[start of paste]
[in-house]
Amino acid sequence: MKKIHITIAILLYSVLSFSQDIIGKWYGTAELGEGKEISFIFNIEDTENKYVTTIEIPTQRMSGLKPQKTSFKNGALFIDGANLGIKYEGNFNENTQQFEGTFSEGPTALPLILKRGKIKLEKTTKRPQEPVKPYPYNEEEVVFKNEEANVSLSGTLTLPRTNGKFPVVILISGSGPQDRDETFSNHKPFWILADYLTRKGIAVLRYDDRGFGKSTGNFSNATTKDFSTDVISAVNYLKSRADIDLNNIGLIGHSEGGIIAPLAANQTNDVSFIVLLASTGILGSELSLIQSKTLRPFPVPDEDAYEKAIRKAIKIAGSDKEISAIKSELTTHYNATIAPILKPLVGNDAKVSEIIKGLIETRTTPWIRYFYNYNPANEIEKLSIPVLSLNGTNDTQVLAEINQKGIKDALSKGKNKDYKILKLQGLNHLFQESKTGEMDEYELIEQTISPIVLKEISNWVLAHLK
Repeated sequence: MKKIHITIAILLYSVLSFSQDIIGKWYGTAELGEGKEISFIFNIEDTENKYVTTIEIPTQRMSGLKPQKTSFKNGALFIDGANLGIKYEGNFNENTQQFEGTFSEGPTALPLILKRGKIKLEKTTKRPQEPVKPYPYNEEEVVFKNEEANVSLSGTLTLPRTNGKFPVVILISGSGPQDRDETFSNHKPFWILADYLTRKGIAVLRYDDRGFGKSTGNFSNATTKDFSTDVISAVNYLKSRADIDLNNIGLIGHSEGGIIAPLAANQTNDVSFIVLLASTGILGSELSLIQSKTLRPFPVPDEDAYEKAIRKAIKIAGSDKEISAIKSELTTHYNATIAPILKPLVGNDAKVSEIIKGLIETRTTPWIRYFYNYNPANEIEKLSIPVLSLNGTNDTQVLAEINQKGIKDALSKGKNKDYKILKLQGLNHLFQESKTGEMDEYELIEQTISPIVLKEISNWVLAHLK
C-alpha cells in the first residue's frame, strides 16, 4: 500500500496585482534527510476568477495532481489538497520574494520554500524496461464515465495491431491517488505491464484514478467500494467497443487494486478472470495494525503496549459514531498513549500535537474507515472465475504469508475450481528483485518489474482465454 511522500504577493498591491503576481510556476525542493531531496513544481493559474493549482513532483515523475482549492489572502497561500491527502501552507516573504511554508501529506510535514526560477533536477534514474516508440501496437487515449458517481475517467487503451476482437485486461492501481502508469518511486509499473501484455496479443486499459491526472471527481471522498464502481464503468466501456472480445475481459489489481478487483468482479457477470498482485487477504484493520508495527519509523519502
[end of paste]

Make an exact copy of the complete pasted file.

[in-house]
Amino acid sequence: MKKIHITIAILLYSVLSFSQDIIGKWYGTAELGEGKEISFIFNIEDTENKYVTTIEIPTQRMSGLKPQKTSFKNGALFIDGANLGIKYEGNFNENTQQFEGTFSEGPTALPLILKRGKIKLEKTTKRPQEPVKPYPYNEEEVVFKNEEANVSLSGTLTLPRTNGKFPVVILISGSGPQDRDETFSNHKPFWILADYLTRKGIAVLRYDDRGFGKSTGNFSNATTKDFSTDVISAVNYLKSRADIDLNNIGLIGHSEGGIIAPLAANQTNDVSFIVLLASTGILGSELSLIQSKTLRPFPVPDEDAYEKAIRKAIKIAGSDKEISAIKSELTTHYNATIAPILKPLVGNDAKVSEIIKGLIETRTTPWIRYFYNYNPANEIEKLSIPVLSLNGTNDTQVLAEINQKGIKDALSKGKNKDYKILKLQGLNHLFQESKTGEMDEYELIEQTISPIVLKEISNWVLAHLK
Repeated sequence: MKKIHITIAILLYSVLSFSQDIIGKWYGTAELGEGKEISFIFNIEDTENKYVTTIEIPTQRMSGLKPQKTSFKNGALFIDGANLGIKYEGNFNENTQQFEGTFSEGPTALPLILKRGKIKLEKTTKRPQEPVKPYPYNEEEVVFKNEEANVSLSGTLTLPRTNGKFPVVILISGSGPQDRDETFSNHKPFWILADYLTRKGIAVLRYDDRGFGKSTGNFSNATTKDFSTDVISAVNYLKSRADIDLNNIGLIGHSEGGIIAPLAANQTNDVSFIVLLASTGILGSELSLIQSKTLRPFPVPDEDAYEKAIRKAIKIAGSDKEISAIKSELTTHYNATIAPILKPLVGNDAKVSEIIKGLIETRTTPWIRYFYNYNPANEIEKLSIPVLSLNGTNDTQVLAEINQKGIKDALSKGKNKDYKILKLQGLNHLFQESKTGEMDEYELIEQTISPIVLKEISNWVLAHLK
C-alpha cells in the first residue's frame, strides 16, 4: 500500500496585482534527510476568477495532481489538497520574494520554500524496461464515465495491431491517488505491464484514478467500494467497443487494486478472470495494525503496549459514531498513549500535537474507515472465475504469508475450481528483485518489474482465454 511522500504577493498591491503576481510556476525542493531531496513544481493559474493549482513532483515523475482549492489572502497561500491527502501552507516573504511554508501529506510535514526560477533536477534514474516508440501496437487515449458517481475517467487503451476482437485486461492501481502508469518511486509499473501484455496479443486499459491526472471527481471522498464502481464503468466501456472480445475481459489489481478487483468482479457477470498482485487477504484493520508495527519509523519502